Friday morning, Senator Jon Ossoff introduced the Public Transportation Expansion Act alongside U.S. Senators Reverend Raphael Warnock (D-GA) and Catherine Cortez Masto (D-NV), which would for the first time fund construction of public transportation specifically connecting affordable housing with transit networks in order to serve riders and commuters in low-income communities.
Senators Elizabeth Warren (D-MA), Chris Van Hollen (D-MD), and Tina Smith (D-MN) co-sponsored the bill.
Congressman Hank Johnson (GA-04) introduced companion legislation in the U.S. House of Representatives alongside Congresswoman Nikema Williams (GA-05), Congresswoman Carolyn Bourdeaux (GA-07), and Congressman Jesús “Chuy” García (IL-04).
The Public Transportation Expansion Act will create a Federal grant program to fund public transportation expansion to serve low-income communities and connect affordable housing with transit networks.
The bill would also, for the first time in decades, allow large transit operators to use federal funds for operating expenses, a game-changer for transit agencies.
“I am championing historic transit investments in the reconciliation bill because mobility is essential for opportunity, health, and quality of life — especially in communities that have been historically neglected. This legislation will build public transportation to serve residents in Georgia’s low-income neighborhoods, connecting affordable housing with health care, education, and employment centers while protecting our environment by reducing air pollution,” Senator Ossoff said.
“For many Georgians, physical mobility means social mobility. Hardworking families, from Albany to Augusta, stand to benefit from this additional transit funding that will help to connect students to their classrooms, patients to their health care facilities, and workers to their places of employment,” said Senator Reverend Warnock. “I am proud to support this legislation to ensure all Georgia riders and commuters have access to the transportation options they need to thrive.”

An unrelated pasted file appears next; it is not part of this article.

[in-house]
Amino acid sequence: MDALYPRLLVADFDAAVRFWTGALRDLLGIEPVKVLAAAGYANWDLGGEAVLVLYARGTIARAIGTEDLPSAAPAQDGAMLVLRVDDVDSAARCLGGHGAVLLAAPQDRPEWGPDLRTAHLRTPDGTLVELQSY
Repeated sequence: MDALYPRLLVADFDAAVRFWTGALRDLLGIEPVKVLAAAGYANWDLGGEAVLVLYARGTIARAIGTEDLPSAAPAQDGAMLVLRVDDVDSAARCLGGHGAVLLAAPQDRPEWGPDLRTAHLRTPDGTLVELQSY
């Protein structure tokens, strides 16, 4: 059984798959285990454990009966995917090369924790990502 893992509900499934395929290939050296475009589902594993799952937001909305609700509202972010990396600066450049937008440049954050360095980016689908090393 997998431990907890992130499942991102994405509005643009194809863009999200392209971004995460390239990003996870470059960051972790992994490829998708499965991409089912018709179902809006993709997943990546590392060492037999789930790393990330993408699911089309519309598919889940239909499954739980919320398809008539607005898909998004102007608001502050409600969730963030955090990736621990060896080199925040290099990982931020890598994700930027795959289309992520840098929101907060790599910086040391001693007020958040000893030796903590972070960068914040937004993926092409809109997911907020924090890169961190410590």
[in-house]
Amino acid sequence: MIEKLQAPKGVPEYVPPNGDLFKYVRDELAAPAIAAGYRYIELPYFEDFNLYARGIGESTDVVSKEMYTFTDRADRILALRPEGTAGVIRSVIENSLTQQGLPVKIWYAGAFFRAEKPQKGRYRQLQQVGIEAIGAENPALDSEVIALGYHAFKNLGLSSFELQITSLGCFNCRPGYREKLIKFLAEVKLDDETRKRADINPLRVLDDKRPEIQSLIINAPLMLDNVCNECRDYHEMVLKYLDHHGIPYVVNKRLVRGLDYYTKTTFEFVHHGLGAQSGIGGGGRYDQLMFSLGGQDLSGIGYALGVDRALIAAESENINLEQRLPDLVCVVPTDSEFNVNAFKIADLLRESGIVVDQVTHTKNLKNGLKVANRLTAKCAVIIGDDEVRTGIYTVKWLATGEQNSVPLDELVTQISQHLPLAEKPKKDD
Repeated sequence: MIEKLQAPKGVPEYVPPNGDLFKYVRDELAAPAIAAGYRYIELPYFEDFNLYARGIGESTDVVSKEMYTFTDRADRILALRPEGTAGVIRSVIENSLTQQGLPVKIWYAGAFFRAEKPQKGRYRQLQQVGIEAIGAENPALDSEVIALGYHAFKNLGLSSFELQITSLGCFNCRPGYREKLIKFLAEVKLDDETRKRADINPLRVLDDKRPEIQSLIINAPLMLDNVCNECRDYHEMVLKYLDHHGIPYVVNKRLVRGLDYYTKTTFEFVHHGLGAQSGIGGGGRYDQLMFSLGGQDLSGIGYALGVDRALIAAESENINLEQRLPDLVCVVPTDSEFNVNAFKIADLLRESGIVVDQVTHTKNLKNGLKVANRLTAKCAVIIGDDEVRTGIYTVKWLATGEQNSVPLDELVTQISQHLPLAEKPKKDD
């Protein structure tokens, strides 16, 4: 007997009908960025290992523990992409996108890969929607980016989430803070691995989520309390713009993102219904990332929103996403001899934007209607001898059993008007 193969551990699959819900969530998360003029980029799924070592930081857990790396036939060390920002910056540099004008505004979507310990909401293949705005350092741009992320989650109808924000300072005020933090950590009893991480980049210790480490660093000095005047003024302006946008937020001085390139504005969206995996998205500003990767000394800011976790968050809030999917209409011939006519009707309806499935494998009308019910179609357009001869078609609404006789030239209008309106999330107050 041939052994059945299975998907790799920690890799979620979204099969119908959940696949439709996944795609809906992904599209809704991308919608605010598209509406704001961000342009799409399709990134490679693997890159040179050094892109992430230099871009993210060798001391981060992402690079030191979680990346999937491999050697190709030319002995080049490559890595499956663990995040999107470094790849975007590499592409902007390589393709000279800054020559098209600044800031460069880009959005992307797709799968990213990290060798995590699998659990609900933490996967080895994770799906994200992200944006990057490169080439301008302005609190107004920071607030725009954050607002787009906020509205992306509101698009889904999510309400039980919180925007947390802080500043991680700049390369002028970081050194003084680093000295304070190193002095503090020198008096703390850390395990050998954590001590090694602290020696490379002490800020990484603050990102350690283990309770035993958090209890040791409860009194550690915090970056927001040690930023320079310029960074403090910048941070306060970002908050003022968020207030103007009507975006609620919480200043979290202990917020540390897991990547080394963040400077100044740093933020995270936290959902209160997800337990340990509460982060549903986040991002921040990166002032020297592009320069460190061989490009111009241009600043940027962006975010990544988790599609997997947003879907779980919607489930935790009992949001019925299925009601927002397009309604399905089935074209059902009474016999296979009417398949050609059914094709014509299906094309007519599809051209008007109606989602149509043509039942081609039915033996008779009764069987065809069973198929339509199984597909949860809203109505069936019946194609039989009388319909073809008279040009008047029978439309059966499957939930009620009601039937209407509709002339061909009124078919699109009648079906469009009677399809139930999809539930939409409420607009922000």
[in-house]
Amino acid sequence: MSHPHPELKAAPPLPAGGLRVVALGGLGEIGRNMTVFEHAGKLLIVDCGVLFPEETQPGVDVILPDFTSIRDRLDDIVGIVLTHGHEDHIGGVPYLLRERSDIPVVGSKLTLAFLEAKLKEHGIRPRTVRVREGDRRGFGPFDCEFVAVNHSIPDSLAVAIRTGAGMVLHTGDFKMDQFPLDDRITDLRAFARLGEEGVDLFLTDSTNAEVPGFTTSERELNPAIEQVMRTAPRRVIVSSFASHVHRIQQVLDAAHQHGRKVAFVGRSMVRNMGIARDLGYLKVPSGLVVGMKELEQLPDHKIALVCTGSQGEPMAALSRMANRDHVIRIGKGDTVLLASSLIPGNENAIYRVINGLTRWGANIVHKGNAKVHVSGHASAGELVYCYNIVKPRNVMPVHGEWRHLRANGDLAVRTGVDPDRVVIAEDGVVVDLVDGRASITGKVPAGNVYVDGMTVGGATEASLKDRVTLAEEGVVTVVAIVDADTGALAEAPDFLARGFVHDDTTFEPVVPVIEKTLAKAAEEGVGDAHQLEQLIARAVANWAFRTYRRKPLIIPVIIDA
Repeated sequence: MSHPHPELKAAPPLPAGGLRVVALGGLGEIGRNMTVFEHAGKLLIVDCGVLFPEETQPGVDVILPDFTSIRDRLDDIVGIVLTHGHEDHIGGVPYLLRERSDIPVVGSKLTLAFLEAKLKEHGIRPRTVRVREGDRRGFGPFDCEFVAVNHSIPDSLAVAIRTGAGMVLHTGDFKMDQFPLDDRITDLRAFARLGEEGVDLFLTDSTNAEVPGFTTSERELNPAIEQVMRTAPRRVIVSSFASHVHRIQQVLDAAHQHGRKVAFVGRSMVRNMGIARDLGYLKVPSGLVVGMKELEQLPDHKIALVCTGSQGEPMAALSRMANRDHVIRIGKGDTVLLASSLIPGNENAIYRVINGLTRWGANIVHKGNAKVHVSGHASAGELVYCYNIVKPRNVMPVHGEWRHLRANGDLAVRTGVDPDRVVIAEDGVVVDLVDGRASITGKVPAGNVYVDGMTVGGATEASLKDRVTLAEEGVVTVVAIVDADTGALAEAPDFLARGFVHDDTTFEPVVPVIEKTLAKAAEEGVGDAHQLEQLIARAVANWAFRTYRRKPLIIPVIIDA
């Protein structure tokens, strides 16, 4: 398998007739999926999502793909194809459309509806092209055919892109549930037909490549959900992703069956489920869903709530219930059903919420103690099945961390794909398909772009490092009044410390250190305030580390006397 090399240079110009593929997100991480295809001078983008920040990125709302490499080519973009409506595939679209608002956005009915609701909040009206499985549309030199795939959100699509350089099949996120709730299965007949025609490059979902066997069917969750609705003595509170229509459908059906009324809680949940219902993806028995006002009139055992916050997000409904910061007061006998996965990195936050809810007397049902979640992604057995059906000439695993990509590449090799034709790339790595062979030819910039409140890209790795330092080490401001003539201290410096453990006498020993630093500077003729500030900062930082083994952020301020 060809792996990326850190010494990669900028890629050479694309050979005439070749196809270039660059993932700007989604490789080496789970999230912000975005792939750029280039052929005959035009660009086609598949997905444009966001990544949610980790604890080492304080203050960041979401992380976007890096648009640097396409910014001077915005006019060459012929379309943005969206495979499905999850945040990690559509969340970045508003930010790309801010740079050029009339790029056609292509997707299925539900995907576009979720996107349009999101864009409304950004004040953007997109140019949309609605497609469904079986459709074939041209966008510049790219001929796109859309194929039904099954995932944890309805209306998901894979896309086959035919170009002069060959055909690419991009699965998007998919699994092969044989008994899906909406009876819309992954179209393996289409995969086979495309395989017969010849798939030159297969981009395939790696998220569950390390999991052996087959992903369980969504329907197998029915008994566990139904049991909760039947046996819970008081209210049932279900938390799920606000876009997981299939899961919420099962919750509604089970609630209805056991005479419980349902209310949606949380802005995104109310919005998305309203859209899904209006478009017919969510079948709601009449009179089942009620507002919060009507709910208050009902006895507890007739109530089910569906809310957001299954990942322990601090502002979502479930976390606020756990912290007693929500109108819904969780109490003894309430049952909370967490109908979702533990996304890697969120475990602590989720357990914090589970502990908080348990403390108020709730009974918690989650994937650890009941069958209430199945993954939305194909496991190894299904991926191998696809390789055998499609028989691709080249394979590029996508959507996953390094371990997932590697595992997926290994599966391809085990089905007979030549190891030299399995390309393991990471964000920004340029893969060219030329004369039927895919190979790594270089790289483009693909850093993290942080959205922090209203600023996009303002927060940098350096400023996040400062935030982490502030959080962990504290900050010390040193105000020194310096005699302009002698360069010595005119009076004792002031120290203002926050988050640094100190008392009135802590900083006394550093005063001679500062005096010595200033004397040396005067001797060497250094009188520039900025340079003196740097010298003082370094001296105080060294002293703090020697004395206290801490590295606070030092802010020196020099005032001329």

“To address the affordable housing crisis we must invest in accessible public transportation that will work to provide Nevadans a reliable and safe way to get to work and school,” said Senator Cortez Masto. “I have long pushed for federal dollars to help connect our communities so that everyone can get to their jobs, access health care, and pick up groceries, no matter where they live. This legislation will enhance our mobility and it will improve the quality of life for families across the state.”
“When we understand that mobility is essential to freedom – to control your own destiny – we understand that investing in transit in places that have historically been underserved is an investment in people,” said Rep. Hank Johnson, a senior member of the Transportation and Infrastructure Committee. “I’m pleased to introduce the companion legislation of the Public Transportation Expansion Act in the U.S. House of Representatives to invest in a new, one-of-a-kind program that will connect affordable housing with transit options so people can access health care, education and employment opportunities. I thank Sens. Ossoff and Warnock for their leadership in understanding mobility is essential for opportunity, health, and quality of life.”
“Connected communities are thriving communities,” Rep. Nikema Williams said. “For too long, Black, Brown, and low-income communities have been left behind in transit expansion. I’m fighting for these historic, intentional investments because it’s more than a bus route or train. This legislation is a direct line to economic opportunity for everyone, no matter your ZIP Code or your bank account.”
“Inadequate public transportation hurts communities and hurts our economy. As our cities grow and congestion increases, it is more critical than ever to have public transportation alternatives that work for everyone,” said Rep. Bourdeaux. “I am proud to join Senator Ossoff in introducing this legislation. Strengthening our economy, addressing climate change, and futurefitting our communities depend on making historic investments like this in our nation’s transit infrastructure.”
Sen. Ossoff has consistently championed expanded transit access in the state of Georgia and nationwide.
In Georgia, lack of transit access particularly impacts low-income Georgians and Georgians of color:
- Just one in 14 low-income households in Metro Atlanta live within a half-mile of a high-capacity transit stop
- 60% of Metro Atlanta residents cannot access a grocery or convenience store within 30 minutes by transit
- 70% of Metro Atlanta residents cannot access a single health care facility within 30 minutes by transit
- Two-thirds of Metro Atlanta’s transit commuters are essential workers
- In the City of Augusta, Black residents comprise 79% of public transit commuters